For decades Santa Barbara has had a bohemian tone to its art and culture. From the fantastical floats and costumes of the Solstice Parade to the old artists’ lofts of the Funk Zone, the area has long played with whimsical art and culture. And over the years, no organization has been at the core of this quirkiness more than the nonprofit art collaborative, Fishbon. Since 2002, this organization has been bringing imaginative art to the community while helping countless local and visiting artists grow their creative skills and understanding.
Fishbon is less the heart of the local art scene and more the misshapen mass that you were kind of worried about but then found out was harmless. There are no membership dues or applications. If you want to become a part of Fishbon, sign up for the newsletter, and just start showing up and being a part of it. The obscure nature of the organization can be challenging for some, but really the vague objective is usually what draws in its longtime members. Fishbon has no formal entry process but it does ask new members to walk fearlessly into the unfamiliar and help with its ongoing search for meaningful creativity of a nonsensical nature.
While many may have heard about Fishbon over the years, unless you’ve come to an event, it is hard to know what the organization actually is. “Yeah but what does Fishbon… do?” is probably the most common question I’ve been asked during my years of involvement with Fishbon. And honestly Fishbon means something different to each person. I’ve called it an “artist sanctuary where artists can go to be artists.” It is often just referred to as an “art incubator” but really Fishbon serves as a multifaceted tool. There are workshops and classes that are taught during the week and throughout the month. Over the years it has helped support struggling artists (including myself) with event space, materials, and other art resources. But most importantly, it provides a priceless network of knowledge from its talented and diverse member base. Of course it is most well known for hosting wacky, irreverent events.
From the landscapes of Mars to inside the human body (think “Fantastic Voyage”), Fishbon has hosted some epic themed events over the years. But the party-side of an event is often only what the public sees. It is the planning and building of the event where Fishbon achieves its mission and realizes what it actually does, even if that path is littered with non sequiturs and silly string. Each event takes anywhere from a few to a few dozen volunteers and creatives working together to create it. Each collaborator brings a unique skill, or may try their hand at a new one. For the Mars party, I painted my first wall mural, an abstract painting to go in the alien autopsy room. For the human body, I collaborated with a friend on a brain bar and neural forest. Using fabric, aluminum ducting, and a whole lot of staples (among other things) we figured out how to make the bar look like it was inside the human brain. Each one of these experiences has grown my skill and confidence as an artist. And ultimately, that is what Fishbon does. It allows one to explore, enjoy, and learn about art in an accepting and low pressure environment so that they can grow themselves as an artist while sharing their own art with others. Or sometimes it’s just a fun party to go to.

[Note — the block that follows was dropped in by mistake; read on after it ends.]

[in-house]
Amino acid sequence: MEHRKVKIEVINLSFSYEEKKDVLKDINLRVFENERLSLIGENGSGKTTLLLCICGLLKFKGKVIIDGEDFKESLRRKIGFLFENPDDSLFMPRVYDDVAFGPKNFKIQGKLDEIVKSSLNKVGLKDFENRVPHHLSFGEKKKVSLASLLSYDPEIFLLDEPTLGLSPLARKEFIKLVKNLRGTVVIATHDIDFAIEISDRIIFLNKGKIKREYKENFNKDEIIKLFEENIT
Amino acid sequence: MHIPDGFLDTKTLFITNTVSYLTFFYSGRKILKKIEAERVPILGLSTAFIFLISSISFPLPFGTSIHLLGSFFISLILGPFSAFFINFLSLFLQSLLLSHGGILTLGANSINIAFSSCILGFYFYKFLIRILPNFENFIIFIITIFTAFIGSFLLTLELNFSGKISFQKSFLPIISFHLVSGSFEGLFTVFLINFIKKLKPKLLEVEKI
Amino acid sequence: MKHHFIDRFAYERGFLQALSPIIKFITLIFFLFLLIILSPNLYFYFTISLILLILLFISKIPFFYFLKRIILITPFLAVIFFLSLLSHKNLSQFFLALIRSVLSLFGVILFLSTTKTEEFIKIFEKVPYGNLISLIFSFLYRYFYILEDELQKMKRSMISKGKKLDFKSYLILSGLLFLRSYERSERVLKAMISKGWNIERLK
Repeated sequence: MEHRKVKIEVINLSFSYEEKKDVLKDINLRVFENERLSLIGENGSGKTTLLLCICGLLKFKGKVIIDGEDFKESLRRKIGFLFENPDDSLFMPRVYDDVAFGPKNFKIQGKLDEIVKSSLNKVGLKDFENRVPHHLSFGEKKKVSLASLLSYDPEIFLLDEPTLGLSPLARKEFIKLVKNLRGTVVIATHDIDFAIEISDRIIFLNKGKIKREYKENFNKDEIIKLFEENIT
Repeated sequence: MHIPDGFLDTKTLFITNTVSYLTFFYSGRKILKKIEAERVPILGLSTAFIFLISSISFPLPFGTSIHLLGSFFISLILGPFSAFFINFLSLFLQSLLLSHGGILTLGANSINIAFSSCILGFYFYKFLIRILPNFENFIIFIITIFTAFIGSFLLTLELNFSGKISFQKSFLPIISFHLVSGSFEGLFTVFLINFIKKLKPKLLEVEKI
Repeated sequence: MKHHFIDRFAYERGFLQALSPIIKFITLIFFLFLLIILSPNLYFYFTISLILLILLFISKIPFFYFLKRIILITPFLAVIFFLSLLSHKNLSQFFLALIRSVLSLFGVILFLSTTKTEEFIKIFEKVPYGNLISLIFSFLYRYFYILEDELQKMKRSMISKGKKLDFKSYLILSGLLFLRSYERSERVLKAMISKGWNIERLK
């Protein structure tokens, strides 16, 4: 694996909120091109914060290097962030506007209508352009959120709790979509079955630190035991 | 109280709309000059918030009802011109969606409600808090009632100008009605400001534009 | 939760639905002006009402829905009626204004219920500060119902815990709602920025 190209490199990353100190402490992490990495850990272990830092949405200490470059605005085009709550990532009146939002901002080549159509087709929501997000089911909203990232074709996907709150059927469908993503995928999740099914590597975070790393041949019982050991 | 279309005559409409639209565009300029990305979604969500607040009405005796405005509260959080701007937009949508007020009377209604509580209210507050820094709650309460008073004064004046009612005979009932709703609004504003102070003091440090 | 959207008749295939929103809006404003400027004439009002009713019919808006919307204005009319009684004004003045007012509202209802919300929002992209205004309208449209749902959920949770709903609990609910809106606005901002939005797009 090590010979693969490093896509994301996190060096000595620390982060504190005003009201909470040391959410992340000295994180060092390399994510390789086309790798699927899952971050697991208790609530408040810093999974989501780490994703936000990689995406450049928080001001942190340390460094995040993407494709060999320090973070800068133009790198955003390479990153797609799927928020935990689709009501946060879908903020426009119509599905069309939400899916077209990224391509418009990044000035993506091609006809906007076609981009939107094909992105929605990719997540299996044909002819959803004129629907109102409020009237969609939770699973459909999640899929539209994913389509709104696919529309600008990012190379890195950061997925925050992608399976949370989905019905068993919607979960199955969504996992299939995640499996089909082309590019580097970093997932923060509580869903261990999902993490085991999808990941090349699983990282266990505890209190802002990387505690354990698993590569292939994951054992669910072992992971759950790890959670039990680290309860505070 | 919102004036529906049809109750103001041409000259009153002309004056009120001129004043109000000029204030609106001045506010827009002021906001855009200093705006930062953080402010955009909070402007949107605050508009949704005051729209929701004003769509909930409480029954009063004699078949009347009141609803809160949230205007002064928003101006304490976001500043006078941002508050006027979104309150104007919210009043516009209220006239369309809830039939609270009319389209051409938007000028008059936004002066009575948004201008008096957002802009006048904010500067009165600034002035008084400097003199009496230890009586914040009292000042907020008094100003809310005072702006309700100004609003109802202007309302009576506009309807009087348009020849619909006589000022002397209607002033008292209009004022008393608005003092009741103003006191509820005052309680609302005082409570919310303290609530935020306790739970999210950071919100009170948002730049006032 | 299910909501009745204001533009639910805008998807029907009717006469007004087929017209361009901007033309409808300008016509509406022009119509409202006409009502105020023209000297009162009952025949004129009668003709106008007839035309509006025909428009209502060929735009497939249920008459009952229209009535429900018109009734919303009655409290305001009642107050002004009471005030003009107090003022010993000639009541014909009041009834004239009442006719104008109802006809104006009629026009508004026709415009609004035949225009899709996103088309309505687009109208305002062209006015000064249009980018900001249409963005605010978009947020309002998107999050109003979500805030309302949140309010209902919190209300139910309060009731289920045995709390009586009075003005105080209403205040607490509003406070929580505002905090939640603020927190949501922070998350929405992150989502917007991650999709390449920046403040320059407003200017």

If you’ve never attended a Fishbon event, you’re in luck. On Saturday, January 24, they will be hosting an encore performance of the San Pesci Legends International Film Festival (SPLIFF), written and produced by Bryan Snyder, at SBCAST. This satirical, immersive theater event gently pokes fun at film festivals, celebrity ego, and fandom, and with a red carpet entrance, celebrity stage interviews, and sizzle reels, you will actually feel like you’re at a real film festival. Learn celebrity gossip, watch “film entries” (done by Fishbon members of course), and enjoy themed drinks as you watch a story unfold that is like a Christopher Guest movie come to life. This satirical film festival will be held during the actual Santa Barbara International Film Festival and a documentary by Justin Gunn on the original SPLIFF performance and Fishbon’s other immersive theater events was accepted into the real film festival. Yes it is that meta and this perfectly embodies just how serious Fishbon can be about not being serious. Visit spliff.eventbrite.com for more information and tickets to SPLIFF. To find out more about Fishbon’s events, sign up for the newsletter at Fishbon.org.